S1 Table. Solutions/media composition.
S1 File. PC_Loadings_Fig 1B.
Complete set of the PC loadings associated to the Principal Component Analysis concerning the evaluation of the effect of different media /solutions in the Raman spectrum of the human sperm DNA (Fig 1B).
S2 File. PC_Loadings_Fig 3B.
Complete set of the PC loadings associated to the Principal Component Analysis concerning the comparison of the spectra of individual sperm (control/UV exposed) evaluated in aqueous medium (Fig 3B).
S3 File. PC_Loadings_Fig 3D.
Complete set of the PC loadings associated to the Principal Component Analysis concerning the comparison of the spectra of individual sperm (control/UV exposed) evaluated in dried conditions (Fig 3D).
S4 File. PC_Loadings_S5B Fig.
Complete set of the PC loadings associated to the Principal Component Analysis concerning the comparison of the spectra of sperm populations (control/UV exposed) evaluated in aqueous medium (S5B Fig).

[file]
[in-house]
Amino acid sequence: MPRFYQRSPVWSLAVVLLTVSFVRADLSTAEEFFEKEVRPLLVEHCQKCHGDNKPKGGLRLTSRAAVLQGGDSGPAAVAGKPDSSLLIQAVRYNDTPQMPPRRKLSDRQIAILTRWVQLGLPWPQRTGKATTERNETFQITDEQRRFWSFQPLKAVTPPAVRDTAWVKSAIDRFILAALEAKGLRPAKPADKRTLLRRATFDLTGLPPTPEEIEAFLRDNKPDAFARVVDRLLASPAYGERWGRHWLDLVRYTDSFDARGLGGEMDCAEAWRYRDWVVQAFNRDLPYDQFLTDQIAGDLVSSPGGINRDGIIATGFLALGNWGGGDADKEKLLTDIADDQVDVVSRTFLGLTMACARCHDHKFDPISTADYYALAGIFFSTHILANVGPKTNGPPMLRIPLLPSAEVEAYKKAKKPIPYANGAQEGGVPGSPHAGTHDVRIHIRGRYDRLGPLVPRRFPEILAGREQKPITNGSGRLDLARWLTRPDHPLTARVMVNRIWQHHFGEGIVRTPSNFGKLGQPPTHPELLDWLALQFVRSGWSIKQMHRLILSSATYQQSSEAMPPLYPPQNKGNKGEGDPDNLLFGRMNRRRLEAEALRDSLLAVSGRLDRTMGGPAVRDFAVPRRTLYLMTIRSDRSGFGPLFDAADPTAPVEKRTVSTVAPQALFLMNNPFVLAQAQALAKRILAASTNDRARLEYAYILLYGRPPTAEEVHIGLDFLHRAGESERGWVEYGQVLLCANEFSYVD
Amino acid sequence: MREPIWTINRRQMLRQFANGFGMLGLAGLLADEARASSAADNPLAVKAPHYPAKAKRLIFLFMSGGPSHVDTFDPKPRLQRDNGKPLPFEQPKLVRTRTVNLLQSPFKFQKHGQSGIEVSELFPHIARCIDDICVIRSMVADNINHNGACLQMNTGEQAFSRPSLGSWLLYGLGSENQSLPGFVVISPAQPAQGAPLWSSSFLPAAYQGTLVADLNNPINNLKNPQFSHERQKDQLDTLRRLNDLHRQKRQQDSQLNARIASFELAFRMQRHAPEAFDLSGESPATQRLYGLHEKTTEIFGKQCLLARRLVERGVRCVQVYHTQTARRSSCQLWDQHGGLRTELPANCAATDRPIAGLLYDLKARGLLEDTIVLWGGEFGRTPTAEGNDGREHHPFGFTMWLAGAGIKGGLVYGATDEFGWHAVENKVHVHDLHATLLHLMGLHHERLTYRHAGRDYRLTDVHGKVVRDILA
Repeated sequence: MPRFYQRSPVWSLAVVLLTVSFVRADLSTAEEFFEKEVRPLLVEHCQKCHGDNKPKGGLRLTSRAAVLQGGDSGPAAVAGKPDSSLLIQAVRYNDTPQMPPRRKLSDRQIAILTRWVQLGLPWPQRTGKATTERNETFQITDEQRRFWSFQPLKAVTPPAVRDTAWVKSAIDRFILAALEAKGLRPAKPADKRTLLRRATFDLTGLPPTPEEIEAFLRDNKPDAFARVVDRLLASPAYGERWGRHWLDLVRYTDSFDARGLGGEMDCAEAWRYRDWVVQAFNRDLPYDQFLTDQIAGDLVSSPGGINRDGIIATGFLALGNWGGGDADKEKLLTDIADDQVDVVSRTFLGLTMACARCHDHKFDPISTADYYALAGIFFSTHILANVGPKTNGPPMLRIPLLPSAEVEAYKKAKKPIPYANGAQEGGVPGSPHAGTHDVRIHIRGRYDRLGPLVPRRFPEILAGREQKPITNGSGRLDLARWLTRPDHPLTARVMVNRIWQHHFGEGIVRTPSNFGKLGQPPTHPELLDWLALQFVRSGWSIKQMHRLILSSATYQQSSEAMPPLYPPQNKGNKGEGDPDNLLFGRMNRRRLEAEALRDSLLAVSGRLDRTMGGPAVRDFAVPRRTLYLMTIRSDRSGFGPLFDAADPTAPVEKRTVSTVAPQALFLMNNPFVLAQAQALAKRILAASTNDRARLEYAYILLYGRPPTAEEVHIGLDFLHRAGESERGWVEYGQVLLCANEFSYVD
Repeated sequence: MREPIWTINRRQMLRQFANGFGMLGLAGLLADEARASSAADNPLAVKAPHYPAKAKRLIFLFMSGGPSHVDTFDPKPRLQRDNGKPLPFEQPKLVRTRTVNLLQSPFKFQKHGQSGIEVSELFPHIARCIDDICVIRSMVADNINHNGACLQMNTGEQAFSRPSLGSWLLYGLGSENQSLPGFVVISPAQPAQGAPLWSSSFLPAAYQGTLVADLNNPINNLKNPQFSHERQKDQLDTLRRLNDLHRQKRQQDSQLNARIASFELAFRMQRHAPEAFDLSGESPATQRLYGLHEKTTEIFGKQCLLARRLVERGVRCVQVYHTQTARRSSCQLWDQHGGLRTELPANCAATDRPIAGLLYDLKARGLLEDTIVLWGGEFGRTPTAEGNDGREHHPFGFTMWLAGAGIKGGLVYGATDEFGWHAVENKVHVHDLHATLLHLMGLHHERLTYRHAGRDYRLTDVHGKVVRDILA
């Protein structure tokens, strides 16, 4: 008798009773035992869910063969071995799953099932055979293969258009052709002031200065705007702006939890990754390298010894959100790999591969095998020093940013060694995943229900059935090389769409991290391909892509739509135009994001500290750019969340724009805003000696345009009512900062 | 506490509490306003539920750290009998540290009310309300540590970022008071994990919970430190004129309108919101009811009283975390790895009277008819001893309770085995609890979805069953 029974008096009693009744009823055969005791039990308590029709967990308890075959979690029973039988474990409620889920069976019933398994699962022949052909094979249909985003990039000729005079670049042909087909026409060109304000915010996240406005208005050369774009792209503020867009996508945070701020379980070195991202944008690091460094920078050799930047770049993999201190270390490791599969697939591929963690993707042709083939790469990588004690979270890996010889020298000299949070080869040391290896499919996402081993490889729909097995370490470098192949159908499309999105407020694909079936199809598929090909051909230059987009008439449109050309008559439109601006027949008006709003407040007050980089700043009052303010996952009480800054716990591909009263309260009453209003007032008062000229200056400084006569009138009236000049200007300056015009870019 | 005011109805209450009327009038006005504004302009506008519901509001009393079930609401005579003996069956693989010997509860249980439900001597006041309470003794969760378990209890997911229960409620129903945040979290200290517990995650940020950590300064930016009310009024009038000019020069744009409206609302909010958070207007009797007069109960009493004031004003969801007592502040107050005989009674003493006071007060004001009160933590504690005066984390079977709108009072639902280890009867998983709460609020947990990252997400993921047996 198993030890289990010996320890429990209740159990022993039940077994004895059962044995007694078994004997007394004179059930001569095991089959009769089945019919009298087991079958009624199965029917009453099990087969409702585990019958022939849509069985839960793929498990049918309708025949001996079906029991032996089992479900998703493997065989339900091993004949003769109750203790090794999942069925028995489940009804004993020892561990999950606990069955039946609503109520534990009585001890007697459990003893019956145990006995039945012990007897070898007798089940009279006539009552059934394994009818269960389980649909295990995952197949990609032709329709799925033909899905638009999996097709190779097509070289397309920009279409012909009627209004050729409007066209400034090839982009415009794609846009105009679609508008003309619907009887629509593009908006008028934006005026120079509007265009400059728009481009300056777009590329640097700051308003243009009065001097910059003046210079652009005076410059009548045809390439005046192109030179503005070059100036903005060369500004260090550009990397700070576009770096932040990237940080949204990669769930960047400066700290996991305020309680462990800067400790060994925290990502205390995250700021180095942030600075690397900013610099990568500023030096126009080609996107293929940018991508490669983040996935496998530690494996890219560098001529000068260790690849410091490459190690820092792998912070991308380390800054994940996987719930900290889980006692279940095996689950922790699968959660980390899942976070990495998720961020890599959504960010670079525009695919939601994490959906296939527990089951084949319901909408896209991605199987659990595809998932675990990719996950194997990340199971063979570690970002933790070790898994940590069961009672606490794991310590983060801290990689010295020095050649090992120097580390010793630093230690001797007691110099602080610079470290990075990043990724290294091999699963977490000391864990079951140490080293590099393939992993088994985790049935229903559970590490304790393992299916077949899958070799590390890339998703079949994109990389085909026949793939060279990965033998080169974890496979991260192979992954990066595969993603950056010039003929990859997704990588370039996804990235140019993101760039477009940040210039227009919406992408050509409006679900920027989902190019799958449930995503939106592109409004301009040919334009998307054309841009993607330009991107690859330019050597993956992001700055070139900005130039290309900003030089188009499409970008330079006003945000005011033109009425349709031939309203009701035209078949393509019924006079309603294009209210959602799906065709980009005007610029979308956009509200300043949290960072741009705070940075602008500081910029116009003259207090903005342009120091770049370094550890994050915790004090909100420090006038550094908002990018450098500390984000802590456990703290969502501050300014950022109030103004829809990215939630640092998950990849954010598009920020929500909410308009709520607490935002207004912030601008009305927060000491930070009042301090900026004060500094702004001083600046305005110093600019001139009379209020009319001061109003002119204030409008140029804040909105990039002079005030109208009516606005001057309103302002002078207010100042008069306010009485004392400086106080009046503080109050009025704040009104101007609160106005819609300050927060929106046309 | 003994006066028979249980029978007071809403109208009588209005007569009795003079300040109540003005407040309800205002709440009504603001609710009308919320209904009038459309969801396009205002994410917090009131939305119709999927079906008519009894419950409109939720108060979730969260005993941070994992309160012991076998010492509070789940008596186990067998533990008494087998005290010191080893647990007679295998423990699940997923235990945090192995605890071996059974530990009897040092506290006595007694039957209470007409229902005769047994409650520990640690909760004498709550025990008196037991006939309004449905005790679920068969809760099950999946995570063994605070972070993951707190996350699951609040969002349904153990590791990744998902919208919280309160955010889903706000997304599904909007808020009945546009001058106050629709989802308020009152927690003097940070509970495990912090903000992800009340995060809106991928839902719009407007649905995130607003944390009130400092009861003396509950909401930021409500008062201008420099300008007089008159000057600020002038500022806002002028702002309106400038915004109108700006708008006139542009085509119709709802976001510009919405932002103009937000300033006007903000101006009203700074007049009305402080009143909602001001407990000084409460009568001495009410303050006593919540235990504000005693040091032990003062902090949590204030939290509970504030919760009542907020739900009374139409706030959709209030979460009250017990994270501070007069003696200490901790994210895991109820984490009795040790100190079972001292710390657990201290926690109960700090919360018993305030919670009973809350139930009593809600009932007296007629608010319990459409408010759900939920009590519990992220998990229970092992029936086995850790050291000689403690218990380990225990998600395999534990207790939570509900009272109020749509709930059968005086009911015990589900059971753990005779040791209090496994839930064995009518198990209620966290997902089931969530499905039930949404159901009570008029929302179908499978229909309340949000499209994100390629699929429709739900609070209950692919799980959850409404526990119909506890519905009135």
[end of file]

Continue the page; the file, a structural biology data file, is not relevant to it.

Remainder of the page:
S5 File. PC_Loadings_S5D Fig.
Complete set of the PC loadings associated to the Principal Component Analysis concerning the comparison of the spectra of sperm populations (control/UV exposed) evaluated in dried conditions (S5D Fig).
We would like to acknowledge Jens Middelkamp for its valuable help in the use of R 3.4.1 and RStudio 1.0.153 used to calculate the PC vectors and visualizing the PCA. Likewise, we also want to acknowledge the help provided by Frank Wübbeling for the interpretation of the PCAs and their respective PC loadings.